Couples, married or unmarried, normally have more buying power than single homebuyers because they have two sources to pull from that could go toward mortgage payments. According to 2016 NAR data, married couples have the highest income of around $99,200, compared to single buyers; however, dependence on a primary income is not deterring single women from buying homes.
Home-Buying Process for Single Women
- Single women are independent; thus, all home-buying decisions—including where to live, how much of a mortgage payment they can afford, how to decorate their house, etc.—will be made by them.
- Single women are interested in buying a home as a means of wealth-building. They’re taking the necessary steps to ensure their financial security in the future, whether or not they have a partner.
- As a single woman, size may not be as important as location and affordability. Some women are interested in owning a home to get a pet, so a sizable backyard is a must.
- Stringent lending standards make it more difficult for singles applying for loans with one income.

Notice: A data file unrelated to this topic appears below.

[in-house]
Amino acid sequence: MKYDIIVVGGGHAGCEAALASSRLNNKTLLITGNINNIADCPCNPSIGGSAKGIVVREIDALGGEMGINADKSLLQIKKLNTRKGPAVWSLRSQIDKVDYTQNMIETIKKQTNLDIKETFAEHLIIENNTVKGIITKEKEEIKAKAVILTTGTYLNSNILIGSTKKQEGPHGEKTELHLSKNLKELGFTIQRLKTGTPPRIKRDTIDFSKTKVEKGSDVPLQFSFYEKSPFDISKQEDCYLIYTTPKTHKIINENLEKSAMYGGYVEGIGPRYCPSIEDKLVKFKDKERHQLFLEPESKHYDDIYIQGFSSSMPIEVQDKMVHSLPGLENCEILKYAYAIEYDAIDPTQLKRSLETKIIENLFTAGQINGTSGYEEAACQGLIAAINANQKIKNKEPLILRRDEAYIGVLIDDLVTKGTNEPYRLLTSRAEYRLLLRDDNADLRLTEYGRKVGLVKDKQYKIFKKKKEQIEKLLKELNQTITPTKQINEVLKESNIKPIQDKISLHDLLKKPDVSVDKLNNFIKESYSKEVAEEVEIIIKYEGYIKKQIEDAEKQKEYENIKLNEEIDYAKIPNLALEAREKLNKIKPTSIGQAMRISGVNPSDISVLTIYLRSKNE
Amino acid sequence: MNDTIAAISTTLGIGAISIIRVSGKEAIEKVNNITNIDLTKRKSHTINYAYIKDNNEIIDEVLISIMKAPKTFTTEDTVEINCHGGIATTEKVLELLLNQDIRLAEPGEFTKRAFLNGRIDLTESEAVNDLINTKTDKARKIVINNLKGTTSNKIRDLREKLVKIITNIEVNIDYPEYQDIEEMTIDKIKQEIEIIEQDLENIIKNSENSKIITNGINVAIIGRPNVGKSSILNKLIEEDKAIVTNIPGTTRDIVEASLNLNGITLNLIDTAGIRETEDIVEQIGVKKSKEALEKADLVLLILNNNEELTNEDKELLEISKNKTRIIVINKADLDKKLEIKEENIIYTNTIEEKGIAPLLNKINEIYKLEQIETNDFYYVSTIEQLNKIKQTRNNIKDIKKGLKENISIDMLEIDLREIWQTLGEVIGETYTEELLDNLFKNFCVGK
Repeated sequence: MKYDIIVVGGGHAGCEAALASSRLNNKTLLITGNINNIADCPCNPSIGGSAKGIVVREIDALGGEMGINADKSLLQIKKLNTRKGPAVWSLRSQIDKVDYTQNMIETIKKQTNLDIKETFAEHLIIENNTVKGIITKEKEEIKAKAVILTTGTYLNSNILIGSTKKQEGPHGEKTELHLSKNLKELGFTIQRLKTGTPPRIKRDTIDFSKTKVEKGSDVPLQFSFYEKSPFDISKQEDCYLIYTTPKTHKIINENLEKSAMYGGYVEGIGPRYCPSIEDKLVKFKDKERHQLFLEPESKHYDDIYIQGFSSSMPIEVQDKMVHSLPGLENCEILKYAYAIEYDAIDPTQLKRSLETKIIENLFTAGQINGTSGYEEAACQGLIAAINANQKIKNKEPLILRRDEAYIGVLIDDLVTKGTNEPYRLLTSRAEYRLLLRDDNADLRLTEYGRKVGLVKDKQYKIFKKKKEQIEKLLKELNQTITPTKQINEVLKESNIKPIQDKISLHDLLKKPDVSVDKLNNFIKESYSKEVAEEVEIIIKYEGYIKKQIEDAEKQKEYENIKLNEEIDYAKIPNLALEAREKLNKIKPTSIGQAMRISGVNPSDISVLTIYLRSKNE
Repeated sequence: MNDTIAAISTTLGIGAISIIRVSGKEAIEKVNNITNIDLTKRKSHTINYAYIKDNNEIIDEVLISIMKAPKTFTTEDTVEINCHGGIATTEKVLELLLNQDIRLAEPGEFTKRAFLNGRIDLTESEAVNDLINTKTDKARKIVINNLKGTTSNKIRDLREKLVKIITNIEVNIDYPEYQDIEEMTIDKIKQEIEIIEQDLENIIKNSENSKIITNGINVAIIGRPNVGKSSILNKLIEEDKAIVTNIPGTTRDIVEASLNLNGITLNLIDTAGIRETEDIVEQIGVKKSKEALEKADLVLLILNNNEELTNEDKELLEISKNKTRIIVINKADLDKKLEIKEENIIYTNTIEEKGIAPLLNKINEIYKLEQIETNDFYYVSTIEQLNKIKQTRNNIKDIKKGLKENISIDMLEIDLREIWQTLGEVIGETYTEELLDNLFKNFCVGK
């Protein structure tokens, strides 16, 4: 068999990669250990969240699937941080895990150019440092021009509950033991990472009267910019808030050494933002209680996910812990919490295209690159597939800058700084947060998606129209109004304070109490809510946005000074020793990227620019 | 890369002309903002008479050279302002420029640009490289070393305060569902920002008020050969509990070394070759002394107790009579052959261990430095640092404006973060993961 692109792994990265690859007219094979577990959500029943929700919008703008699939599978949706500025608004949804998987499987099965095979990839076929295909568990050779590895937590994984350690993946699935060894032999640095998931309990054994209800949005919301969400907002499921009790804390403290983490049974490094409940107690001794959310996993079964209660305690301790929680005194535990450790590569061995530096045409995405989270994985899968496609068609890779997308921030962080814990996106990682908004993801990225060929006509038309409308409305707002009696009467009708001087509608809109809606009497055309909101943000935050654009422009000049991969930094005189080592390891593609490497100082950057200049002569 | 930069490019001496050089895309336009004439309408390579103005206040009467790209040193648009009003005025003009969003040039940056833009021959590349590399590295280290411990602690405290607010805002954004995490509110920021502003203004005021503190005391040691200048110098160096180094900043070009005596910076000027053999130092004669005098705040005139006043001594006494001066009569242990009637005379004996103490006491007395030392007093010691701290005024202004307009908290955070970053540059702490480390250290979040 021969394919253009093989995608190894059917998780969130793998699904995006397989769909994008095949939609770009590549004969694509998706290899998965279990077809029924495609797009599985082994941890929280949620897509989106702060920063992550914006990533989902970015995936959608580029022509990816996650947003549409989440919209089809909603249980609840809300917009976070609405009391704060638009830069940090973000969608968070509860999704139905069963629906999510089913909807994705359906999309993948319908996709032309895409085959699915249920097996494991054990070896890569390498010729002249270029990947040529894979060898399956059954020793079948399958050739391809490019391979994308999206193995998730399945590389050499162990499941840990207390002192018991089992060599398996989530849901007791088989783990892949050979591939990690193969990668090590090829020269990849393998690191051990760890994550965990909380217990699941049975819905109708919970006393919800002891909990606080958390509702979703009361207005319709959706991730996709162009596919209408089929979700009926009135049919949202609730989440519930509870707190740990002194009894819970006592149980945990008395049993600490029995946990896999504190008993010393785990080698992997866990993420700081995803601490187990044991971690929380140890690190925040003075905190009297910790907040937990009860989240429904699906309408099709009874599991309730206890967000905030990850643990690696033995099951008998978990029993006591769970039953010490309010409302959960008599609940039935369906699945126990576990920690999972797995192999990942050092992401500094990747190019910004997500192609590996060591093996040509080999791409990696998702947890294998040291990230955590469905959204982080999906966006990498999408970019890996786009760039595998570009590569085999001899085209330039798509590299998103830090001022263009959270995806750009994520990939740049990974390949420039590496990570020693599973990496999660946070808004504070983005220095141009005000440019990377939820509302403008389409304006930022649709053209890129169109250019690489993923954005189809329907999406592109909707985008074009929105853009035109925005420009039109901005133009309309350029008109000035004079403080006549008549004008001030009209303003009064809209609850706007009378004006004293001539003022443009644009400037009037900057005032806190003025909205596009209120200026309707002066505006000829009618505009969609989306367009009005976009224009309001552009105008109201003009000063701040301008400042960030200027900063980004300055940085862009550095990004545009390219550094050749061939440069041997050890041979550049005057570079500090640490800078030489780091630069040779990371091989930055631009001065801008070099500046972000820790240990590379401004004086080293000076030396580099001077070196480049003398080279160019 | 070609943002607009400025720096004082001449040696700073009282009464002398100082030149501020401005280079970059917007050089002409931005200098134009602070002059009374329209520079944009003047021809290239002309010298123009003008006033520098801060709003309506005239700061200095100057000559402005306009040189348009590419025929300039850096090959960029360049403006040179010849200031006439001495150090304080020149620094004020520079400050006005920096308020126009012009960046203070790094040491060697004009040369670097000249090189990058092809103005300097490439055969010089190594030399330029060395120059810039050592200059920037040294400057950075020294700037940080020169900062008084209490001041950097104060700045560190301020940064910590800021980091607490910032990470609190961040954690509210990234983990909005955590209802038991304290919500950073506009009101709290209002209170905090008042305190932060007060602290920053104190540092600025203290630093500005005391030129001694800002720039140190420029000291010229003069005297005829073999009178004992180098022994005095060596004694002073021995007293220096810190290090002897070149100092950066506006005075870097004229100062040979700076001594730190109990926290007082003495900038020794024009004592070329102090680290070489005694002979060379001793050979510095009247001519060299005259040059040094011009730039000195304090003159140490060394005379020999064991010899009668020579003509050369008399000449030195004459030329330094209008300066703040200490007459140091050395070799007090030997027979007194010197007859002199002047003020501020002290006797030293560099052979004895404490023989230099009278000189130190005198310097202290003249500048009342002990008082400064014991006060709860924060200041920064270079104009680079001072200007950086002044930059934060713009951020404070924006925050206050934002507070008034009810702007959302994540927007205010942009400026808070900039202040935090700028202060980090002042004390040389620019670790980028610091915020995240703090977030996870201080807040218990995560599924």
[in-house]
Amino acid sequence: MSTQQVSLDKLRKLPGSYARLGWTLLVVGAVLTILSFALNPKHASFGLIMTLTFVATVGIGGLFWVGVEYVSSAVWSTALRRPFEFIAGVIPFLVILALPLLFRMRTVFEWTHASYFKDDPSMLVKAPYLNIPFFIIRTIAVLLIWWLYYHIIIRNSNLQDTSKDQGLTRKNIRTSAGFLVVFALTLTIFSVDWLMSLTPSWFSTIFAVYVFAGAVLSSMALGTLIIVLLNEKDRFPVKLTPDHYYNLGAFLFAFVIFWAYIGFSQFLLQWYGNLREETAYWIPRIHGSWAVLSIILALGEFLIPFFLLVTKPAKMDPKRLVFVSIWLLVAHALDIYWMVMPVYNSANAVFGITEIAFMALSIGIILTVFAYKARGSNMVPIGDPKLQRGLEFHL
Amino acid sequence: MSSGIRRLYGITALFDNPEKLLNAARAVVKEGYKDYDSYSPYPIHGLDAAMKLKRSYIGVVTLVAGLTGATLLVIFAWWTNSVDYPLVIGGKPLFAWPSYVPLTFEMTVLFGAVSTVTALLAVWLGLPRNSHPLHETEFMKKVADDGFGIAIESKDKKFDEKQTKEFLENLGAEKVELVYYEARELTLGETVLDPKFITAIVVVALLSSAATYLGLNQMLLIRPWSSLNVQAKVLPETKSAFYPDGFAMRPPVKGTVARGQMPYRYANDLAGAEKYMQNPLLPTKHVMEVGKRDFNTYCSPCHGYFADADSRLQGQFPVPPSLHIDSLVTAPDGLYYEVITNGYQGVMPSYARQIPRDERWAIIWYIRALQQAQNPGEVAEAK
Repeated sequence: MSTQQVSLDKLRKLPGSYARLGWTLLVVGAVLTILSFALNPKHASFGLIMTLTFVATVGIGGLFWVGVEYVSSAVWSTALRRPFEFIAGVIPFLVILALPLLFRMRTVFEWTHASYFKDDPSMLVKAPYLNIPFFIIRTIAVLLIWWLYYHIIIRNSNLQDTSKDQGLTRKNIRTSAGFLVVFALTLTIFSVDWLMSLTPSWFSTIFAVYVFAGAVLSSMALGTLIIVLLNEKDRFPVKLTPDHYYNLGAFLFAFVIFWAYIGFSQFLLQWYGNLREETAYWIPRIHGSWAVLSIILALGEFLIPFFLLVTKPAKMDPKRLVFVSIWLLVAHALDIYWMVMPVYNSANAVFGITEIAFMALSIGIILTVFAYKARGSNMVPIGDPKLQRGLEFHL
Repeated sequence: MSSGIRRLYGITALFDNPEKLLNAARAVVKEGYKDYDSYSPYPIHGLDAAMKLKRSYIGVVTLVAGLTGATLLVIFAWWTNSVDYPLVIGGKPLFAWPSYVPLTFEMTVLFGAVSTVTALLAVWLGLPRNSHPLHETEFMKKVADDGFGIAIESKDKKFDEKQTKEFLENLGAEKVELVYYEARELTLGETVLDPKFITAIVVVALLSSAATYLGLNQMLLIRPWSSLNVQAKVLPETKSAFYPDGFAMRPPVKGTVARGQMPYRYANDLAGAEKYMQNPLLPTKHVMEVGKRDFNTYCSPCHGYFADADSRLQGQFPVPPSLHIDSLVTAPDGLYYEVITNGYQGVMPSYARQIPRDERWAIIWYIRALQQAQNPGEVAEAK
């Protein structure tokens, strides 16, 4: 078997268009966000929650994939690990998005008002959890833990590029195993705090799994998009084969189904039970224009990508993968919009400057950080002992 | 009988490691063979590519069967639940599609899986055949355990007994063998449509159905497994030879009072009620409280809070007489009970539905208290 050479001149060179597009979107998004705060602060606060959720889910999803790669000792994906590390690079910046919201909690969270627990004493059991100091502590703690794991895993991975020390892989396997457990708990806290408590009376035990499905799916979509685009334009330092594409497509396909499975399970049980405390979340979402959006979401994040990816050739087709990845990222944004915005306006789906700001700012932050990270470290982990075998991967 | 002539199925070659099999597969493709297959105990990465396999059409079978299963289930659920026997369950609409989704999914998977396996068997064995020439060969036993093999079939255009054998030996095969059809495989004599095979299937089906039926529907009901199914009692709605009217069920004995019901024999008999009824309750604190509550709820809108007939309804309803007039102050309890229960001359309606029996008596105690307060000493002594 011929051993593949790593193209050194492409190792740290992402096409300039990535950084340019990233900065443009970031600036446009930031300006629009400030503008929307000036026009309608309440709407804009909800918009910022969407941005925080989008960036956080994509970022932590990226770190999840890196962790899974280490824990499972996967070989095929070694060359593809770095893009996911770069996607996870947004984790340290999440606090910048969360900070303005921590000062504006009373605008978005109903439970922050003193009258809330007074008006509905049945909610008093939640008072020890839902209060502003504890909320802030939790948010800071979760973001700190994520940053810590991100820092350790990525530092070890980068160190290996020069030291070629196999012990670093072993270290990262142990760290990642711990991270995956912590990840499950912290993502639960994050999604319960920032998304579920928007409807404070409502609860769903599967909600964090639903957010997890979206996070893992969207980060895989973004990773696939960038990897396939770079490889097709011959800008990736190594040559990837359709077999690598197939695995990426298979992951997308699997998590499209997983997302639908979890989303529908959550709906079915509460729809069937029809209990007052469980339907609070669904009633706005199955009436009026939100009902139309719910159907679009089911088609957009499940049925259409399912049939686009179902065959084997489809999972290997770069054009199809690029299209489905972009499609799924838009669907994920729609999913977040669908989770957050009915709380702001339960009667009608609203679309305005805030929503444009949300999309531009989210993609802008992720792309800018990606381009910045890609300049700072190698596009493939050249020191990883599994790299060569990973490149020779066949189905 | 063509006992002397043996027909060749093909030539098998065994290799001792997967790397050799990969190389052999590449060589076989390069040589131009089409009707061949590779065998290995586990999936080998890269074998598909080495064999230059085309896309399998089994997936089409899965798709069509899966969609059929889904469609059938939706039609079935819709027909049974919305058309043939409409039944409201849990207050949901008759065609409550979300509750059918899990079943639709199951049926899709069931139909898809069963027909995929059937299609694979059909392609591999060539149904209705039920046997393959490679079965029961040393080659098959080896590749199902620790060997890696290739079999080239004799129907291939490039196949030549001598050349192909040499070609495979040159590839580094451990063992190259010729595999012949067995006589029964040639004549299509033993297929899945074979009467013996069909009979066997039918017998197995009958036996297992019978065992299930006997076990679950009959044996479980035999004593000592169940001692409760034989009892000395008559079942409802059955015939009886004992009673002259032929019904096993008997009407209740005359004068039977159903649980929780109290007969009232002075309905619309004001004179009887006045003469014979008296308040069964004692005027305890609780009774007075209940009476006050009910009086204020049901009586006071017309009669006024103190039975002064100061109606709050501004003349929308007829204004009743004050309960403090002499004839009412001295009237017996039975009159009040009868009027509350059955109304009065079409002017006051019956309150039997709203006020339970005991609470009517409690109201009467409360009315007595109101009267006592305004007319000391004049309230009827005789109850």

Home-Buying Process for Single Mothers
- With a limited income, saving money will be difficult because of child-related expenses. Single mothers are also looking for a property they can afford in the long term.
- Single mothers will want a safe, supportive community with a low crime rate and reputable education system. Having nearby infrastructure and basic amenities like shopping centers, hospitals and parks will be preferred.
- Working mothers, like other single women, have limited time on their hands; however, single mothers are crunched even more for time, as being a mother is another job in and of itself.
- Smart home technology, such as security alarms, intercom systems, carbon monoxide detectors and nightlights, could be especially important and appealing to single mothers.